I like the pattern where you provide wonderful posts to your blog and we, your faithful followers, respond with well deserved accolades and wishes that we had been so inspiring!

      * * *
      Oh such kind words – you put a little sunshine in my rainy day!

      October 9th, 2011 at 12:11 pm

    4. momof8 says:

      Your house sounds like a wonderful place.

      October 9th, 2011 at 12:57 pm

    5. Lisa Laree says:

      My husband once told me a story of his trip to the International Boy Scout Jamboree in Japan in…1972? He and a buddy met up w/a Japaneses Boy Scout; not having any language in common one of them pulled out a notebook and began writing down the Fibonacci series (full disclosure: I have a bachelor’s in Mathematics and I still had to look up the spelling…). The Japanese Boy Scout jumped in and also began writing the Series. From there, they wrote a number of other mathematical equations. They communicated.

      Mathematics a language? You betcha.

      * * *
      For geeks like me who find this kind of stuff fascinating: http://en.wikipedia.org/wiki/Fibonacci_number

      October 9th, 2011 at 2:08 pm

    6. Pam J says:

      Love love love!!! Sean is so lucky to have a mom who encourages him to go beyond the obvious. He’s the kind of kid I loved having in my g/t language arts class…he will “encourage” his teachers to stay on their toes. Well done, AM!!!!

      October 9th, 2011 at 4:14 pm

    7. heidig says:

      What great lessons to be learned in your house – for Sean and for us. I second what RosesArePink2 said!

      October 9th, 2011 at 4:54 pm

    8. Amanda says:

      You are a great parent. You are the type of parent that will make sure Sean does well in the public schools. He is still hungering for learning.

      I believe God created numbers for us to understand HIM better. I love math. It’s a favorite of mine and I love how it’s always the same. The concepts build on top of one another but they do not change. It’s steady. It’s always accurate. I love that about God, and Math.

      * * *
      Love your comment. I was an art major. All of my work was subjectively graded, entirely dependent upon the mood of taste of the professor. In math you are either right or wrong and there’s a lot of good in that.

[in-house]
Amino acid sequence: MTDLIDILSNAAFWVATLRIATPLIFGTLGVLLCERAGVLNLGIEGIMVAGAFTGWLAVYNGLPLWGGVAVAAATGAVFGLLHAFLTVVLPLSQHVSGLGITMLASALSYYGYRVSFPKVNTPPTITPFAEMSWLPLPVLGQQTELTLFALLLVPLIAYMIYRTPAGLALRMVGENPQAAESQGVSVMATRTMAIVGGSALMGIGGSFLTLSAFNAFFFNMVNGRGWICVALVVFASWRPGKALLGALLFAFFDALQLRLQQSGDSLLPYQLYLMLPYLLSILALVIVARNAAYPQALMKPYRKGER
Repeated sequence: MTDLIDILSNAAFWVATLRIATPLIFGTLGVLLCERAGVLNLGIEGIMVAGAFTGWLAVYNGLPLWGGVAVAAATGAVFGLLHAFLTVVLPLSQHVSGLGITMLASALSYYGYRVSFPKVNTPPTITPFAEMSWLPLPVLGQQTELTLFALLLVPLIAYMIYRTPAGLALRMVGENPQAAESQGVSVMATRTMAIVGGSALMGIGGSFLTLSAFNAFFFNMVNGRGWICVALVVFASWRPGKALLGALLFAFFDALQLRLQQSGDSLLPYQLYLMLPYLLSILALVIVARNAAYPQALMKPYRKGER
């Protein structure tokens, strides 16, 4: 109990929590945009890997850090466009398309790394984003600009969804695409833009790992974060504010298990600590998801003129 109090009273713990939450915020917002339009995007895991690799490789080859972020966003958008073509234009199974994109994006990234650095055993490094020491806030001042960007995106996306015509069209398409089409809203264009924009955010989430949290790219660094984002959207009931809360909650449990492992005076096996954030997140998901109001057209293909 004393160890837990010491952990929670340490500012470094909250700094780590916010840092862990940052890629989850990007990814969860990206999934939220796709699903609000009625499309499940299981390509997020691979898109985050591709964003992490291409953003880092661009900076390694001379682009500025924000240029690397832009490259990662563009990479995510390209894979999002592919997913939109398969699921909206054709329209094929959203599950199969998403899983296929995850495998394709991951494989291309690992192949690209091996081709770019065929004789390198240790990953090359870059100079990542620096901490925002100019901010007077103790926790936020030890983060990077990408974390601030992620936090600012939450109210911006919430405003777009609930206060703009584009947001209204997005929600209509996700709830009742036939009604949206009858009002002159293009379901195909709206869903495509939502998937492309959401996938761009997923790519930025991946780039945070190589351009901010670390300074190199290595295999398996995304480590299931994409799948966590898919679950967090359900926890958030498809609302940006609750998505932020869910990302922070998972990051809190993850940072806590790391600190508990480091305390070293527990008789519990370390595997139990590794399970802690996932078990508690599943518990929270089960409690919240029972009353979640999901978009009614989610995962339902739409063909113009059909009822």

October 9th, 2011 at 7:27 pm

    9. Cathie says:

      Oh, how I wish I had the energy and time to devote to homework. It sounds like you two have so much fun, and G-man and I rush through it because we have to-we barely have time for dinner these days!
      Good job, AM!

      * * *
      It is a blessing to have the time, this I know, and I just have the one kiddo. On the other hand, there are many things around here that just don’t get done. On yet the other hand, I don’t care because we ARE having fun!

      October 10th, 2011 at 7:05 am

    10. Jackie Hall says:

      You are brilliant! I never thought to do anything like that with my son. Yes he did the extra credit but we left it at that. What a wonderful way to interact and yet be learning in a fun way.

      I literally laughed out loud at the end when Sean was talking about people creating numbers to collect taxes. haha That boy of yours is so smart and funny! I guess he takes after his mama.

      October 10th, 2011 at 7:54 am

    11. Roxanne says:

      The child, he is creative, but he, after all, male. Hence the pragmatism behind taxes. I LOVE this post!!!!!

      October 10th, 2011 at 8:05 am

    12. edj says:

      I love patterns! What a great HW assignment! As a photographer, I’m sure you notice patterns more than most. I notice them in stories and in life, which is sometimes like stories. And since I’m married to a photographer, I notice them in nature too.

      October 10th, 2011 at 10:25 pm

    13. Mrs Catch says:

      Patterns and Maths. A match made in heaven (so to speak). Your boy makes me laugh every time.

      Love reading about your adventures with your son. They are so beautifully written.

      October 12th, 2011 at 7:41 am